Five multi-year streaks of research surveys by law firms

As of today, I have collected more than 50 research surveys by law firms. Of the 24 firms represented in that collection, 19 of them appear to have conducted one-shot surveys. They may have conducted more than one survey, but only a single year for any topic. Outsiders have no way of figuring out why the firm chose not to follow a survey with another and thereby start identifying trends and building a brand for the survey.

On the other hand, at least four firms have continued a string of surveys on the same topic through 2017. One firm continued a long series but discontinued it five years ago.

Fulbright & Jaworski began its annual survey of litigation in 2004. The firm merged and is now Norton Rose Fulbright, but it kept up its survey effort through 2017, an astonishing 14 years.

Carlton Fields Jordan Burt began a survey focused on class action litigation in 2012 and has done six annual versions since then.

Littler Mendelson runs a survey focused on the views of executive employers. Begun in 2012, the survey streak has reached the six-year mark.

For the past three years, Haynes and Boone has conducted its twice yearly survey of borrowing base determinations. Even though that constitutes six surveys, the firm has three years under its belt for this reckoning.

Proskauer’s inaugural survey regarding employment issues appeared in 2016 and the firm returned to survey the same topic in 2017.

Another noteworthy streak appears to have ended five years ago. Davies Ward Phillips teamed with the Canadian Corporate Counsel Association (CCCA) in 2005 for a study of Canadian in-house counsel, called the Barometer. I did some online research and believe the series continued eight years until 2012.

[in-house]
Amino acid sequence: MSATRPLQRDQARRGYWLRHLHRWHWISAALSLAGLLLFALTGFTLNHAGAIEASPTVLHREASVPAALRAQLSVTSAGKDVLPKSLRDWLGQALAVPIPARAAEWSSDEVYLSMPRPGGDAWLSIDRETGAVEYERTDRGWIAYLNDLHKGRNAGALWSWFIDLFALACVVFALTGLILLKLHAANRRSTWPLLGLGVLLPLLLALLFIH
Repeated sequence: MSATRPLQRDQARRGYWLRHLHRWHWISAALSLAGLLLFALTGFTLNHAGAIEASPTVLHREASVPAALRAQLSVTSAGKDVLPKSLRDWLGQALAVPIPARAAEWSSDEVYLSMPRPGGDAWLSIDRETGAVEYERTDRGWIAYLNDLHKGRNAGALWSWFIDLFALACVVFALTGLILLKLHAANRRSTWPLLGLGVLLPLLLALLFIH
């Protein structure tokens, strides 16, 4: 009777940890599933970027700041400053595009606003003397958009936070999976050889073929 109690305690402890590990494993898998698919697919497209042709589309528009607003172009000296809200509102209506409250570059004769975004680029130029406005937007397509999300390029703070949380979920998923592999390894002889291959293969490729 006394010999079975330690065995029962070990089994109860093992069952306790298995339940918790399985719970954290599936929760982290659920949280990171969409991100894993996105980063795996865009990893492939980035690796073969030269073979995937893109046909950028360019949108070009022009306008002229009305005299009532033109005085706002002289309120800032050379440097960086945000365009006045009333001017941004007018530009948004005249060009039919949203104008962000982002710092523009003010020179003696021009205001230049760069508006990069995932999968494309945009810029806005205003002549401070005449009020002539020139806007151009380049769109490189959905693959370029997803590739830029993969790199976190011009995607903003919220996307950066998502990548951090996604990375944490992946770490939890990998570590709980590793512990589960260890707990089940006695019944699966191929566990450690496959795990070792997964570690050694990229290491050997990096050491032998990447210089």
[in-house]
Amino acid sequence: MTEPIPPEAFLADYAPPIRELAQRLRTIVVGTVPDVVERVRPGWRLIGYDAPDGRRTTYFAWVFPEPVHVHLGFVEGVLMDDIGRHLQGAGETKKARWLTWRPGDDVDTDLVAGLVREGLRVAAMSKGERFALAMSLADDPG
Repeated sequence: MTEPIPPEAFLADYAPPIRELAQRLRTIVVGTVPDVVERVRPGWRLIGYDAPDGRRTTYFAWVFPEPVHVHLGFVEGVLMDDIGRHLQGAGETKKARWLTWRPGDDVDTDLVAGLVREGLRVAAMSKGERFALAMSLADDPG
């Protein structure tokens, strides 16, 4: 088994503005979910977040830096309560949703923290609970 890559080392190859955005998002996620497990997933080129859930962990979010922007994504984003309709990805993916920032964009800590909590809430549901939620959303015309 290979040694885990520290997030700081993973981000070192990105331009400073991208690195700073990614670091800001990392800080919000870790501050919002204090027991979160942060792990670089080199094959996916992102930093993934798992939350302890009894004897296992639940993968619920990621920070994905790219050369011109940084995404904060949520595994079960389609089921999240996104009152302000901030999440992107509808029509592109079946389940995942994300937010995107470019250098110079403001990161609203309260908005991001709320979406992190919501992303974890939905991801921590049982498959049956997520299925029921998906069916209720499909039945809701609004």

The segment plot below presents this data visually.

Pages of research-survey report devoted to marketing

Once a law firm goes through the effort to design and conduct a survey, then analyze the data and prepare a report, management certainly hopes for a return on that investment. At the top of the list would be calls from prospective clients asking about the firm’s services related to the survey’s topic. Furthermore, the firm would like potential clients to think more favorably of the firm and its contribution to knowledge (the oft-used term, “thought leadership”). Other benefits of surveys come to mind, but this post is about an aspect of marketing: how much space the survey report devotes to touting the firm.

All the reports have a portion that is “About the Firm.” I estimated how much those sections occupied using a notion of full-page equivalent (FPE). Usually, the description of the firm and its services takes a full page or two, which made it easy to count the FPE. Other firms devoted only part of a page to self-promotion, so I estimated the percentage of a full page that the section took up. I did not include forwards or quotes from partners and only considered pages if there were some text about the firm (i.e., not cover pages or back covers that have the firm’s name).

The resulting data is in the plot below, which has converted each of the 16 firm’s FPEs into a percentage of all the pages in the firm’s report.


With the exception of the firm at the top, most of the firms were relatively reticent with respect to their self-descriptions. After all, at least they can be expected to include some contact information. If you assume some bare minimum of firm information is justified, then the length of the report significantly determines the resulting percentage. Shorter reports tend to have a higher percentage of report pages devoted to the firm.